Bat vs BatIn a recent decision appealing the PTAB’s finding of claims unpatentable in two different, but related re-examination proceedings, the Federal Circuit vacated and remanded the Board’s decisions based on reinterpretation of claim terms construed under the PTAB’s broadest reasonable interpretation (BRI) standard during the re-examination process (In re Varma, Appeal 2015-1502 and 2015-1667, Fed. Circ., March 10, 2016).  This decision is one of several recent decisions in which the Federal Circuit has taken the opportunity to reinterpret the PTAB’s broadest “reasonable” interpretation of the claims during a post grant proceeding and change the interpretation to be more “reasonable” in light of the specification and actual claim language.

IBM and SAS Institute Inc. filed a request for inter partes re-exam against InvestPic LLC patent U.S. 6,349,291. The Patent Office granted the request, in-part, preliminarily determining that a subset of the claims (including claims 1, 11, and 29) challenged were unpatentable as being either anticipated by or obvious over References A and B. Separately, SAS alone successfully requested ex parte reexamination of other claims (including claims 22 and 25) of the ’291 patent on the basis that those claims are obvious over the combination of References A, B, and C. Generally, the claims are directed to a method for calculating, analyzing, and displaying investment data using a selected sample of investment data, generating a distribution function using a resampling method having a bias parameter in the resampling that specifies the degree of randomness in the resampling process, and generating a plot of the distribution function.

After the initial rejection of the claims in the inter partes re-exam, Varma amended claims 1 and 11 to specify that the “bias parameter determines a degree of randomness in a sample selection in a resampling process,” and amended claim 29 to specify that the investment sample was directed to “two or more selected investments.”  During the ex parte re-exam, claims 22 and 25 were amended to recite “two or more selected investments.” At issue across the two re-exams was use of the term “bias parameter” in amended claims 1 and 11, and use of the term “two or more selected investments” in amended claims 22, 25 and 29.  The examiner maintained the rejection of the amended claims over the cited references in both re-exam proceedings, asserting that Reference A disclosed the bias parameter in claims 1 and 11 and Reference A did not limit the number of investments used and, therefore, was applicable to claims 22, 25 and 29.

We do not see why the same-meaning principle is inapplicable here just because the amended versions of the claims were introduced in two different reexamination proceedings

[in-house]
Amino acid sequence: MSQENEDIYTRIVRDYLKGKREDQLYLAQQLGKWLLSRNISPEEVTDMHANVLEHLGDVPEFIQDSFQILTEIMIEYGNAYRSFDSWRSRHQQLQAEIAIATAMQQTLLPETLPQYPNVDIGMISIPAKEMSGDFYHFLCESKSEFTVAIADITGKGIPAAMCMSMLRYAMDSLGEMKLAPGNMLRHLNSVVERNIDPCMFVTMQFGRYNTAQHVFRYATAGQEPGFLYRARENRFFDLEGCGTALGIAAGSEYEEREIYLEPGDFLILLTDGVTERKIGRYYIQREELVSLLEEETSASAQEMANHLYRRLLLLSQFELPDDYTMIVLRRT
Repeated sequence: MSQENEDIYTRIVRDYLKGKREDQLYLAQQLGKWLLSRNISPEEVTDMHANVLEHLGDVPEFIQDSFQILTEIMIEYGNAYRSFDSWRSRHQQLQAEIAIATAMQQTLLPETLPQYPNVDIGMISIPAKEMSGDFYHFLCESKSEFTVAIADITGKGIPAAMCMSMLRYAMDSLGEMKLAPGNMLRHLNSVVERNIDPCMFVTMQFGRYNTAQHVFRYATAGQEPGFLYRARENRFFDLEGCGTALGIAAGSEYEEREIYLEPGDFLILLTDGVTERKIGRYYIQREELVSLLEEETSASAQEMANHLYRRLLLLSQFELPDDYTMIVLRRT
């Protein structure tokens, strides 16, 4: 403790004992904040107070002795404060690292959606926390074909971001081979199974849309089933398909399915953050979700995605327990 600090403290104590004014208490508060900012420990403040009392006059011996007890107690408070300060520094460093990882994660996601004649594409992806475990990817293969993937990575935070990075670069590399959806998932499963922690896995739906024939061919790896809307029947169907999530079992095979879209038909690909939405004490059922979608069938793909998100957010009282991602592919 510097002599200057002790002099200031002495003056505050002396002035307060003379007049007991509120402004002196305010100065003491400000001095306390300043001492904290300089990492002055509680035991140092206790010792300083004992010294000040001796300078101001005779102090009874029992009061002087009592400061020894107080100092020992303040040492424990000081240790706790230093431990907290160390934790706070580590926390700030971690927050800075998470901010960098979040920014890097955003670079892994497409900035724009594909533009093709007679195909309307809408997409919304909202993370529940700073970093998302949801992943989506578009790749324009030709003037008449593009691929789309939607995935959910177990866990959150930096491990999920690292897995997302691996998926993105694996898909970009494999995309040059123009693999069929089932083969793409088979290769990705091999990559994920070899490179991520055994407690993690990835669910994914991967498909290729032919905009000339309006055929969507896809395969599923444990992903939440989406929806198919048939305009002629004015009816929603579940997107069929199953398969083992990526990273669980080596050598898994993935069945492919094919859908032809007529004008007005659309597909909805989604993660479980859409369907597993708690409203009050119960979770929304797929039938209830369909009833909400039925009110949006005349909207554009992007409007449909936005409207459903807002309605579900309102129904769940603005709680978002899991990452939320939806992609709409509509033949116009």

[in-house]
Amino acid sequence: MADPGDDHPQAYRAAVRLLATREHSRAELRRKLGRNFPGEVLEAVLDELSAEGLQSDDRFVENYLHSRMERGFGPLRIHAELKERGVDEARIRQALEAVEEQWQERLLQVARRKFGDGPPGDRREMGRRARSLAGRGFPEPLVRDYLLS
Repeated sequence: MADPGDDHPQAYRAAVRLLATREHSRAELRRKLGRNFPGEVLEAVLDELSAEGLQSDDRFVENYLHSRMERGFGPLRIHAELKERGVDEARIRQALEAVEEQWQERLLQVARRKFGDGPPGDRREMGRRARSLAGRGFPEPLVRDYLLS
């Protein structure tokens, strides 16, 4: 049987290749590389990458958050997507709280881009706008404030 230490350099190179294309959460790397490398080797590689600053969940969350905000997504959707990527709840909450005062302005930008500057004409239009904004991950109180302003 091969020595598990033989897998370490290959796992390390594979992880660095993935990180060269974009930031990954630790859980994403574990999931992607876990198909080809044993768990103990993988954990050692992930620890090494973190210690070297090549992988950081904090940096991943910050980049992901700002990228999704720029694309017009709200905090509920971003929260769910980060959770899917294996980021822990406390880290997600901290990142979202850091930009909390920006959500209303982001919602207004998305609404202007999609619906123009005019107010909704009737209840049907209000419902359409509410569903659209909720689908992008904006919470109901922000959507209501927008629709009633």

Varma appealed the examiner’s decisions to the Board.  The Board affirmed the examiner’s interpretation of the claims and the rejection over the art in both re-exam proceedings.  Varma appealed the Board’s decisions to the Federal Circuit.  Varma argued that the “bias parameter” was used in selecting samples from a sample space, which was not disclosed in Reference A.  Varma also argued that the investment sample of claims 22 and 29 must require two or more investments, which was not disclosed in Reference A or the combination of References A, B and C.

The Court agreed with Varma’s constructions of the claims and rejected the Board’s interpretations of the claim terms.  In reaching its conclusion, the Court interpreted the claims using the BRI, but concluded that the Patent Office’s claim interpretations were not “reasonable” interpretations in light of the claims, the prosecution history, and the disclosure in the specification.  For the “bias parameter” element, the Board disregarded the timing of when the bias step is carried out during the claimed method, which was not disclosed in the art.  Although the Board put forth two possible interpretations of the term, “two or more selected investments,” the Court concluded that neither interpretation was reasonable when the claims were read in light of the specification and the prosecution history.  The Court held that the prosecution history and clear language of the claim contradicted and undermined the Board’s interpretation because the Board’s possible interpretations disregarded a critical element recited in the claims and argued by the patentee.

In unifying the two different re-exam proceedings, the Court explained that where there may be a chance for inconsistent interpretation of a claim term between two proceedings (e.g., claim 29 of the inter partes re-exam and claims 22 and 25 of the ex parte re-exam), the claim term should have the same meaning in both proceedings: “we do not see why the same-meaning principle is inapplicable here just because the amended versions of the claims were introduced in two different reexamination proceedings…”

This decision is important because it reminds both patent practitioners and the Board that it is incumbent on each party to use caution to ensure consistency in claim interpretation across multiple proceedings since a claim term must be similarly applicable for each claim in the patent.  This decision also shows that the Federal Circuit is continuing to give the PTAB’s “broadest reasonable interpretation” of claims “reasonable” consideration, and if necessary, reinterpretation, on appeal.